You go out on a Friday night to the casino with some friends, throw a little money down on a blackjack table or play the penny slots, and hope to win big. Sometimes you do and sometimes you don’t – that’s the nature of the beast. But chances are you haven’t considered all that happens behind the scenes, all the intense regulations, rules, procedures and protocols that go into making sure that your Friday night experience at the casino is a smooth and safe one. The world of casino security is a fascinating one, optimized over the last 70 or so years to ensure that no one gets an unfair advantage, and that every casino-goer is safe from harm. Let’s take a closer look!
Casinos are a little like banks, in that they deal with vast quantities of physical money on their premises on a daily basis. But while you hear a lot about bank robberies, there aren’t that many stories about casinos getting robbed. That’s because casinos use sophisticated methods of protecting their money, using the latest digital ID card printers with cutting edge holographic and watermark technology to ensure that their vaults are ironclad and impenetrable. Only authorized personnel are allowed around money, and ID card access is strictly enforced.
In order to tackle theft on the floor, the approach is two-pronged: you have your guys on the ground, and your eye in the sky. The system was famously depicted in Martin Scorsese’s 1995 crime drama Casino, when Robert De Niro’s character coolly explains that, “In Vegas, everybody’s gotta watch everybody else… The shift bosses are watching the pit bosses. The casino manager is watching the shift bosses. I’m watching the casino manager. And the eye-in-the-sky is watching us all.” And while things may have changed slightly since then, the same rule of thumb remains, with security on the floor reporting to each other in a hierarchal fashion, and a closed circuit surveillance, feeding to a control room, watching over everything.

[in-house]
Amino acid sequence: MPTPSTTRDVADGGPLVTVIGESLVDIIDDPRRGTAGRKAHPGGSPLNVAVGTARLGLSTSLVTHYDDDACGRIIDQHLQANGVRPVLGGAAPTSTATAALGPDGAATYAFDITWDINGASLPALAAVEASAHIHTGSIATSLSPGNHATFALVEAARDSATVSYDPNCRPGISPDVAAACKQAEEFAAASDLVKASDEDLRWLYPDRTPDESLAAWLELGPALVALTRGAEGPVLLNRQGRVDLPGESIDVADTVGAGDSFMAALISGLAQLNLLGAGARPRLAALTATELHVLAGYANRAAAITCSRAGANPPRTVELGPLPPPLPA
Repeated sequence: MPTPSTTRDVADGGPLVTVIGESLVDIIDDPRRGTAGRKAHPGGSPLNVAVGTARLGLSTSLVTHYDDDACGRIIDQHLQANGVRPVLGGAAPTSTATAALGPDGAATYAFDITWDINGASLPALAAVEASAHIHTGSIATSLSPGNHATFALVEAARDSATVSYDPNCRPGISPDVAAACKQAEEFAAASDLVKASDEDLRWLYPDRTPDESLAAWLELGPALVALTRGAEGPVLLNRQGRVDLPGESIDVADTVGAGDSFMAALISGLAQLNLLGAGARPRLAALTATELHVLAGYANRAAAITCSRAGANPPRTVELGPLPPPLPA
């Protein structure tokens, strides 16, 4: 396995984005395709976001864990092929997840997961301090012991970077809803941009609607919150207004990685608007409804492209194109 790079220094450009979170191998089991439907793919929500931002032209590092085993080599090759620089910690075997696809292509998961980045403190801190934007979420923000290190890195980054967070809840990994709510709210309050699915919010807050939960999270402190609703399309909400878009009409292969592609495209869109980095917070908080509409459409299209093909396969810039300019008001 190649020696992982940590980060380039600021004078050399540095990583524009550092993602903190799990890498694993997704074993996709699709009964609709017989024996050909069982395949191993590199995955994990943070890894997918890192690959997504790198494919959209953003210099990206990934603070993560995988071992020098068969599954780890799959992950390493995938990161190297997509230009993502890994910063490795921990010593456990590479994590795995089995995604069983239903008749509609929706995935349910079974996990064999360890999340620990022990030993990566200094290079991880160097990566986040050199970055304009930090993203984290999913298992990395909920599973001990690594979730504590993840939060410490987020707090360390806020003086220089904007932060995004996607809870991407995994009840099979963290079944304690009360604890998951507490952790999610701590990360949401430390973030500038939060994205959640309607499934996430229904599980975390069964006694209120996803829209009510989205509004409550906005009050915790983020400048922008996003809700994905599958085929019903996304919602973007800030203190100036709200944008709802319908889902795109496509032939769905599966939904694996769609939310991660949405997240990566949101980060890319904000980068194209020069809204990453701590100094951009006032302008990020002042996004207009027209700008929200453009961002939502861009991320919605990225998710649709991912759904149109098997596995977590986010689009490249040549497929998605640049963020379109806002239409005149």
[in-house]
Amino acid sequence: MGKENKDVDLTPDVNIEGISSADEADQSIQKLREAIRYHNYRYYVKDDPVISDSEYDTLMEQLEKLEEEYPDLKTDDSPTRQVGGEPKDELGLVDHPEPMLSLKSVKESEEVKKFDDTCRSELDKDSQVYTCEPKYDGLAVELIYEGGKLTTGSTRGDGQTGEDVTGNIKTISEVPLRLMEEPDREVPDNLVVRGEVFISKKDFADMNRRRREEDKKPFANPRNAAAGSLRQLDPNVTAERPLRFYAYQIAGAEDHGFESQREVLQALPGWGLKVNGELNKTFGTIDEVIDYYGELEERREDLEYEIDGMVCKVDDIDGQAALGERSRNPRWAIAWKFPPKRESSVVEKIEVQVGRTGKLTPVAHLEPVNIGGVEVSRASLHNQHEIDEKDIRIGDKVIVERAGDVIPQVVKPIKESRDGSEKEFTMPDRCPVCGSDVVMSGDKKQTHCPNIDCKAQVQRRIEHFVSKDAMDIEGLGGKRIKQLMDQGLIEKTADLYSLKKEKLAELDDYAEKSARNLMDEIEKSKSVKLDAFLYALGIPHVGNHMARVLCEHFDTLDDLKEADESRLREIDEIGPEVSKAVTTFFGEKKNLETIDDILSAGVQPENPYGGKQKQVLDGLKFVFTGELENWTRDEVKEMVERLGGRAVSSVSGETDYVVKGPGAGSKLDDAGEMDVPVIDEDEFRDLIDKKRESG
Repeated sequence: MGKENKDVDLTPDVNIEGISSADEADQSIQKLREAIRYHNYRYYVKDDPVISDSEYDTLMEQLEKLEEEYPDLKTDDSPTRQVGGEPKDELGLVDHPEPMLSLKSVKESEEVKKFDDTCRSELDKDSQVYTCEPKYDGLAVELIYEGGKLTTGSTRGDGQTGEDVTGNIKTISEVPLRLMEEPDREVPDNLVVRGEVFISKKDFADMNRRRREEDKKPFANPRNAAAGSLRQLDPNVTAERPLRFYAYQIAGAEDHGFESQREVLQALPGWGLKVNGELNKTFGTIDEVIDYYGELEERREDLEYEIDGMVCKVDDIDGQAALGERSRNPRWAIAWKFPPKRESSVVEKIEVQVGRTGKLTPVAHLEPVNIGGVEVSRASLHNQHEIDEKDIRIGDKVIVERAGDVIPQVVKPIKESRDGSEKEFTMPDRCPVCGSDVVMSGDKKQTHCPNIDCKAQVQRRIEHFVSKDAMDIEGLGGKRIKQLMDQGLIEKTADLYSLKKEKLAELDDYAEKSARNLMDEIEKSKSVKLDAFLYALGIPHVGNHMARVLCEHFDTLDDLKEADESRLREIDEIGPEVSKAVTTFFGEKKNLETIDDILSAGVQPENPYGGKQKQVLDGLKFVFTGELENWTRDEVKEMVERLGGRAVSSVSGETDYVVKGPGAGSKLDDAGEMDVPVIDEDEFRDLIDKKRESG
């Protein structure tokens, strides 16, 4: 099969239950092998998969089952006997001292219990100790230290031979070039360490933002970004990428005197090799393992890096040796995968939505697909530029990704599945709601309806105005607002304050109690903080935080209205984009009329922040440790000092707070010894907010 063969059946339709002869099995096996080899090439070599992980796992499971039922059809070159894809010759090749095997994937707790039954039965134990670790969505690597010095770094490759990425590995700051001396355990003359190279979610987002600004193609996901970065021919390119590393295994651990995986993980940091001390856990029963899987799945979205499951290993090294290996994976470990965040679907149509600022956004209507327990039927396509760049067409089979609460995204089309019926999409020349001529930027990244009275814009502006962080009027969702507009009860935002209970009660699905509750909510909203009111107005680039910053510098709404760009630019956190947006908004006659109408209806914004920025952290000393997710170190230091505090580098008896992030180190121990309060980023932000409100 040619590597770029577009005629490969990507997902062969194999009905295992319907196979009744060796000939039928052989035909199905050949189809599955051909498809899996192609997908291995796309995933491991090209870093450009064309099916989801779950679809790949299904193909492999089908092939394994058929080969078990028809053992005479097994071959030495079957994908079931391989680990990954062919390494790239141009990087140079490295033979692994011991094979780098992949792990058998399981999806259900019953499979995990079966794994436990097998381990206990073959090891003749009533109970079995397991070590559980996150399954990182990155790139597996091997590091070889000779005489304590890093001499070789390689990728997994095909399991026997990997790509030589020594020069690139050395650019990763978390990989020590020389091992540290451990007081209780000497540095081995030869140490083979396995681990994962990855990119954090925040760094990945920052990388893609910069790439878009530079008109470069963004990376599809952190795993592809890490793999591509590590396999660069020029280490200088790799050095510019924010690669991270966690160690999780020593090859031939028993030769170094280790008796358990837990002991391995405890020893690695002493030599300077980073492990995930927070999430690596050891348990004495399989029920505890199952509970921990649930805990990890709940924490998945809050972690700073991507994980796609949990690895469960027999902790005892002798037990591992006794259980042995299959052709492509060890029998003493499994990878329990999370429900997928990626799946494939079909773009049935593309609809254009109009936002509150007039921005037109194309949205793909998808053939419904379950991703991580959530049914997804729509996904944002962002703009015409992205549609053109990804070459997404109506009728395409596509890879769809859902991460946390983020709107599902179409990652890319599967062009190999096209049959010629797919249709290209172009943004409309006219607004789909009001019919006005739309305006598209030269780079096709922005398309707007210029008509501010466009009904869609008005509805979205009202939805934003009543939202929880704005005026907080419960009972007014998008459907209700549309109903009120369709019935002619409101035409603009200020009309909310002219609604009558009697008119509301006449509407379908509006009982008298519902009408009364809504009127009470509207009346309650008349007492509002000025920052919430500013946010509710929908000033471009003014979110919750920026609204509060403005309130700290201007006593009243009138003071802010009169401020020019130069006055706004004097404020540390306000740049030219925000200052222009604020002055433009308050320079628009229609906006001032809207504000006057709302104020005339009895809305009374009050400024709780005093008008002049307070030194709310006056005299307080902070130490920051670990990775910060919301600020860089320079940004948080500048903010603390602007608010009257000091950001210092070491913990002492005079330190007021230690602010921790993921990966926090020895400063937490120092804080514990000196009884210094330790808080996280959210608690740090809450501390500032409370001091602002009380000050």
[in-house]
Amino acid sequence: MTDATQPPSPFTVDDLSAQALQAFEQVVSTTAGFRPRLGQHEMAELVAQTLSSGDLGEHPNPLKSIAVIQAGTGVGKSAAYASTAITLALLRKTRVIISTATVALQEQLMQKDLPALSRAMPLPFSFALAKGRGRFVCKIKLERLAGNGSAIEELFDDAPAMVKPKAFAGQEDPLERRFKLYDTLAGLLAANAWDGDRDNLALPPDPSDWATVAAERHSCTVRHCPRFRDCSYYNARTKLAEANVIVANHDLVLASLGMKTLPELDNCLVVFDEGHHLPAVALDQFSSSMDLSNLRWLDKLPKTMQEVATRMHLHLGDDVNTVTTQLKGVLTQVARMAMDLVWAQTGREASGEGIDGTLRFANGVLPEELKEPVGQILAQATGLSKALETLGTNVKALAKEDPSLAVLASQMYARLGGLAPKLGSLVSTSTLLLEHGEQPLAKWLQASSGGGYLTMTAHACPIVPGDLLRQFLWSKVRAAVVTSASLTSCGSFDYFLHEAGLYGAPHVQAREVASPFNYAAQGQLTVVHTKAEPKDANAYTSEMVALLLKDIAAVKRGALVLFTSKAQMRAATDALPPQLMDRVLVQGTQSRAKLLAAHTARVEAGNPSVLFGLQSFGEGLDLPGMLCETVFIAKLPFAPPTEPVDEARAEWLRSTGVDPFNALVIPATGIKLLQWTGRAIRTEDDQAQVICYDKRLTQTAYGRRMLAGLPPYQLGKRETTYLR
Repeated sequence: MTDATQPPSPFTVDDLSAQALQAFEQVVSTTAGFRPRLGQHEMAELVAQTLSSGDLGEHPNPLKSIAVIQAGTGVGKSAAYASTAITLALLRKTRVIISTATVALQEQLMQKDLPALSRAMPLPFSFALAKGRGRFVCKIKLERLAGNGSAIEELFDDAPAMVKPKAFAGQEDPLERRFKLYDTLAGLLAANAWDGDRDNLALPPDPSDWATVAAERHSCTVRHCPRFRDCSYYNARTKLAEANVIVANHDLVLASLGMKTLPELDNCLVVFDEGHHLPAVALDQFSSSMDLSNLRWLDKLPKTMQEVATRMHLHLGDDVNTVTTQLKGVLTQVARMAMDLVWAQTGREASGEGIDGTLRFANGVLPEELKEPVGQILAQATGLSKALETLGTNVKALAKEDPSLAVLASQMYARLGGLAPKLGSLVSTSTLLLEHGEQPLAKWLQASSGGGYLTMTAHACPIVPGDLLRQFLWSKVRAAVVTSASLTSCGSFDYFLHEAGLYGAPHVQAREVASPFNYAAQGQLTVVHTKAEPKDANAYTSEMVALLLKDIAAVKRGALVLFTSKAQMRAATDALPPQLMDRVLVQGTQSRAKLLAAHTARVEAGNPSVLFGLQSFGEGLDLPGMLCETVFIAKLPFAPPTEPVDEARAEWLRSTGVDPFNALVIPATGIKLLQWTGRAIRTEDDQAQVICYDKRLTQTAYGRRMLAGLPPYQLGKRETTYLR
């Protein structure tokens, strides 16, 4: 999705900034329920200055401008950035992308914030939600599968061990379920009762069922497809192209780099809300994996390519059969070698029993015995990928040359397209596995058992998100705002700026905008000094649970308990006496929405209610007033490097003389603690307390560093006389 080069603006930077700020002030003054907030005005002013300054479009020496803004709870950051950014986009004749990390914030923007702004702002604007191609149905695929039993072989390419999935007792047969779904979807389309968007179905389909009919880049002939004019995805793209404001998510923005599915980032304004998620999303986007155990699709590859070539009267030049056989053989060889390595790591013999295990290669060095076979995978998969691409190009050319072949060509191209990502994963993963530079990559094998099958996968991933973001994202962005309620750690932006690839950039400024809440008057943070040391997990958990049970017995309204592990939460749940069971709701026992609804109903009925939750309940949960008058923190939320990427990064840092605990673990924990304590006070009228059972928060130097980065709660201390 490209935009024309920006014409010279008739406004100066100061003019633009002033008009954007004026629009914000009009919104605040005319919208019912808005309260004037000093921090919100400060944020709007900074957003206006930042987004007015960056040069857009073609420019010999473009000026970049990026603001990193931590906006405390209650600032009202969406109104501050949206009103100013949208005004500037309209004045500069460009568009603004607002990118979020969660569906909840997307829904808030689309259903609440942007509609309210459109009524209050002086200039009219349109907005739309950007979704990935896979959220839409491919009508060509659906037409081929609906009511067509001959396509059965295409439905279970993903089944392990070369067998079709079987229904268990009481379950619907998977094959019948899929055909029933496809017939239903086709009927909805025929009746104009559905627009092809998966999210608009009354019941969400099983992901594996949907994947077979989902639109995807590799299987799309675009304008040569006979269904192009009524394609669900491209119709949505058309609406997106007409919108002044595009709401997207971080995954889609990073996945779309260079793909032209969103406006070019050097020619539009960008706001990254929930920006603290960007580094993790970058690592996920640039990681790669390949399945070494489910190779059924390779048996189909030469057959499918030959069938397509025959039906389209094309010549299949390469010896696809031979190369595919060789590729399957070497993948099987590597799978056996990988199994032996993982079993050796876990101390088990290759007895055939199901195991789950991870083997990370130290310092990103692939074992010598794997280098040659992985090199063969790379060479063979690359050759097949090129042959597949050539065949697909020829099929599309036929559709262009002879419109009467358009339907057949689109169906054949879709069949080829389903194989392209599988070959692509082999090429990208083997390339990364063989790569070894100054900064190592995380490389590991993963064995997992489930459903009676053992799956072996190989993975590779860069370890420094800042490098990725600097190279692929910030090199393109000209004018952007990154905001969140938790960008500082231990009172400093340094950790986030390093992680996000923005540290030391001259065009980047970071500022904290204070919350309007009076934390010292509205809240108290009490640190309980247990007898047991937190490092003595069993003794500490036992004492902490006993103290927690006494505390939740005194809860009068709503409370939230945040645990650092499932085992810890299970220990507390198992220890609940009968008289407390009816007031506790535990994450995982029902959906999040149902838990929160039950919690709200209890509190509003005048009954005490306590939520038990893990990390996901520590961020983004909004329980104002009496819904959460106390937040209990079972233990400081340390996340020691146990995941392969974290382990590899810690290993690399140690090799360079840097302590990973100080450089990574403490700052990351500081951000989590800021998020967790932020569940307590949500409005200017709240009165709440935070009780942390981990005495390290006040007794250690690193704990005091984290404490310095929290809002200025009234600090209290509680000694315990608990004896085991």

On the micro-level, small rules are enforced by dealers. You can’t place another bet down on a roulette table after the dealer announces “no more bets”, for instance, and you certainly can’t touch the wheel as it spins. These small rules, of which every game has its own, are the backbone of etiquette at a casino, and are followed for the most part. It’s only when these rules are violated (or suspected to be violated) that the security chain of command kicks in, and enforcement is used. As for anyone trying to sneak around where they’re no welcome – as mentioned, that’s where advanced technology like key cards play their major role.
Because of all the money floating around, and because emotions are often high, casinos are the site of a lot of unwanted theft attempts. The reason you hear so little about successful casino thefts, though, is a testament to the sophisticated system of manpower, surveillance and ID technology. In this regard at least, the house always wins.